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Simple steps to protect your business

By Jon Thorpe

Managing Director


MY top ten pieces of advice for helping business protect themselves from cyber criminals:

1. Install business class anti-virus, web filtering and firewalls

Preventing malware entering the organisation in the first place is the best way to secure against cyber attack, and through the adoption of a layered approach to protection, implementing anti-virus, web filtering and firewalls. It’s essential that businesses ensure each component is accurately configured and always up to date. Scanning solutions today incorporate functionality to re-write links to verify safety when ‘clicked’, and to open suspicious attachments.

2. Keep IT up to date and patches applied

Malware can often infect an organisation, entering through bugs in software and applications. Businesses should ensure that software updates are implemented and patches applied as soon as they’re released. It’s believed that WannaCry exploits a Windows issue for which Microsoft issued a patch in March – but, which many organisations still today have not administered.

3. Backup – and regularly

Whereas organisations attacked by encryption ransomware will be unable to access their live data, their backup data should of been unaffected, and can be restored once infected devices have been cleared down. On the proviso that backup procedures have been performed regularly, the integrity of the data routinely checked, and well-defined and practiced restoration procedures created, an infected organisation will lose relatively little data – and, importantly, can be quickly back up and running. New ways of giving robust Disaster Recovery solutions with Azure and other platforms are also available to improve your Recovery Time Objective.

4. Keeping users trained

Email cybercrime is common, often sent by the cyber criminal as part of a mass random communication. Businesses should therefore consider investing in ongoing training to remind employees of potential hazards. Malicious links incorporated within emails create issues for many businesses. Giveaway signs to look for include:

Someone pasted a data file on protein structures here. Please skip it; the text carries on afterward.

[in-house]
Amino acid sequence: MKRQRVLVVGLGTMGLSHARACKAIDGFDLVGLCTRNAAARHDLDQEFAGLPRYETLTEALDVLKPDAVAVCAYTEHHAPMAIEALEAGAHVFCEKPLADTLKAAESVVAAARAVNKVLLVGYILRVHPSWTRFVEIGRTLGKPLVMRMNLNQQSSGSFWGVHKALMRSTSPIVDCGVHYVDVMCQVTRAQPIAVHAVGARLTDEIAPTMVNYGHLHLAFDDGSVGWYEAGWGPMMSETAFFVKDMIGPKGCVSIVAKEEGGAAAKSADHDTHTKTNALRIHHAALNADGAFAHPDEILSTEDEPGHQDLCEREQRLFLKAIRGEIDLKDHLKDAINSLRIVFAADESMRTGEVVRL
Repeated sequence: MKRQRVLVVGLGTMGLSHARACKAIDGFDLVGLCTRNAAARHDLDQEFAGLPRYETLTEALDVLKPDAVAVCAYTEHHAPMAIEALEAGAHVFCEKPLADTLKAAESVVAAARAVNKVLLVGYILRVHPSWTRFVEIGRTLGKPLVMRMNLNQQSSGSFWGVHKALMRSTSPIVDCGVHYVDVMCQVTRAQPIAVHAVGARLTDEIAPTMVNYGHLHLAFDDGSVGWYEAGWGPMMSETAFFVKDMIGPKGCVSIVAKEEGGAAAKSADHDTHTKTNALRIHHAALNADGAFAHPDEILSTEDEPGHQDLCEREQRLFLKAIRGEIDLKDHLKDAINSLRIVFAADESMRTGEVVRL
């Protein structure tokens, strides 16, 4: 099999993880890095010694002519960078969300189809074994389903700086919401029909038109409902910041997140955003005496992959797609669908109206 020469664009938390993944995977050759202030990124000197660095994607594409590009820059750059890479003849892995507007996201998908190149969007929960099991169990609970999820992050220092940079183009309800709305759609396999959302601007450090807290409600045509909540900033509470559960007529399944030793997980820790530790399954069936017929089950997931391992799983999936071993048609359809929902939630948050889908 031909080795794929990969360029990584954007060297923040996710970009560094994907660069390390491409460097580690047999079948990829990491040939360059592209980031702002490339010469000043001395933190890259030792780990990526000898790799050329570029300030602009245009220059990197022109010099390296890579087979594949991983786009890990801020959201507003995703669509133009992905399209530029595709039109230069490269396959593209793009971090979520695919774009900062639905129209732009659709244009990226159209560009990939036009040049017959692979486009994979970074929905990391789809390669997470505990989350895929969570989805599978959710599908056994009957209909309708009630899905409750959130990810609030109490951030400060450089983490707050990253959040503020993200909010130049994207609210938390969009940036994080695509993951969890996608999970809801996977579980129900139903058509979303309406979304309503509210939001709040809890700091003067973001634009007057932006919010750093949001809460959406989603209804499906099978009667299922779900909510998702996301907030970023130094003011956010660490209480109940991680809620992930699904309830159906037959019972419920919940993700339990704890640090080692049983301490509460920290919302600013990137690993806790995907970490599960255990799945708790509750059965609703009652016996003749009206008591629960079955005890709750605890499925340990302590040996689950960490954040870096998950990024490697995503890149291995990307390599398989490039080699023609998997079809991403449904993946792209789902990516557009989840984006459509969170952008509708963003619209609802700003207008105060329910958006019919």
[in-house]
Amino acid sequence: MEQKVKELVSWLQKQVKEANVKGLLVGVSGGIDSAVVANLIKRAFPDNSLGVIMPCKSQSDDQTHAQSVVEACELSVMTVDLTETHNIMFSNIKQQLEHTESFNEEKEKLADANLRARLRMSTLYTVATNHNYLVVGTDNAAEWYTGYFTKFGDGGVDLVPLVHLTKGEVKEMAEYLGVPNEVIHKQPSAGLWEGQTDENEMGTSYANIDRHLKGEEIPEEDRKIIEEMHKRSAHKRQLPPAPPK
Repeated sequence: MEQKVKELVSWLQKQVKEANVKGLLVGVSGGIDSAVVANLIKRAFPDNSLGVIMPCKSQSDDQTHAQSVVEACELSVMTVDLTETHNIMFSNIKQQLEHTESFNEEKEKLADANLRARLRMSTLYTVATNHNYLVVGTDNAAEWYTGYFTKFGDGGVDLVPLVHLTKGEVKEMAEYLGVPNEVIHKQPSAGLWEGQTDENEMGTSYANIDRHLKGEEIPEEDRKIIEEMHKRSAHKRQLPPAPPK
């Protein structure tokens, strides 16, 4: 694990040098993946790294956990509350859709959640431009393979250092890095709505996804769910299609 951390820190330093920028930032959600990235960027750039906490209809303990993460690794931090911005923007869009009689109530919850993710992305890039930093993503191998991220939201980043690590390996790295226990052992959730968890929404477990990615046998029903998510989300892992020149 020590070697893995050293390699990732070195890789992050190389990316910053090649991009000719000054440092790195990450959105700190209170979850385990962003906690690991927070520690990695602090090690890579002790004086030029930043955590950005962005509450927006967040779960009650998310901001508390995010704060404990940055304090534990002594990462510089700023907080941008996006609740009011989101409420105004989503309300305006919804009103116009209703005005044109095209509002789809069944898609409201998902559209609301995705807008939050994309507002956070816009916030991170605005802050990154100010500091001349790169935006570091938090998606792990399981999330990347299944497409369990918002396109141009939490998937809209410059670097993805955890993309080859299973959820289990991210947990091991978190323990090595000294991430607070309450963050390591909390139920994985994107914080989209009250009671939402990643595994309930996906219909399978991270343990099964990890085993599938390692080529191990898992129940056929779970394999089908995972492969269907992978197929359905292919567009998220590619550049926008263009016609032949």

* Emails claiming to be from well-known, reputable organisations, sent from a variant of the authentic email address – a 0 replacing O, for example;

* Communications from organisations or on topics that arrive out of the blue;

* Poor quality text (spelling and grammatical errors, for example) can often indicate a fraudulent email – although it’s worth pointing out that cyber criminals are increasingly addressing this.

Emails received from legitimate contacts, but where the originating account has been attacked, still pose problems for businesses. These are often characterised by containing a short – at times often nonsensical message – and (malicious) link.

Social media networks or instant messaging may also contain links to malware.

Advising users to go direct to an official website rather than click on embedded links can help businesses guard against malicious attack, but the main point of advice is that it’s essential to keep reminding employees of potential ransomware threats.

5. Is it really the CEO/MD emailing?

Spear-phishing is a second and growing form of cyber attack actioned through email, with the attacker posing as a company official requesting a specified action – such as a the CEO/MD of a company asking finance to transfer funds. These types of email can also claim to come from official organisations – a bank, government department, or even the police, for example. Companies should be aware of this potential risk, and define procedures to help employees identify phishing attacks.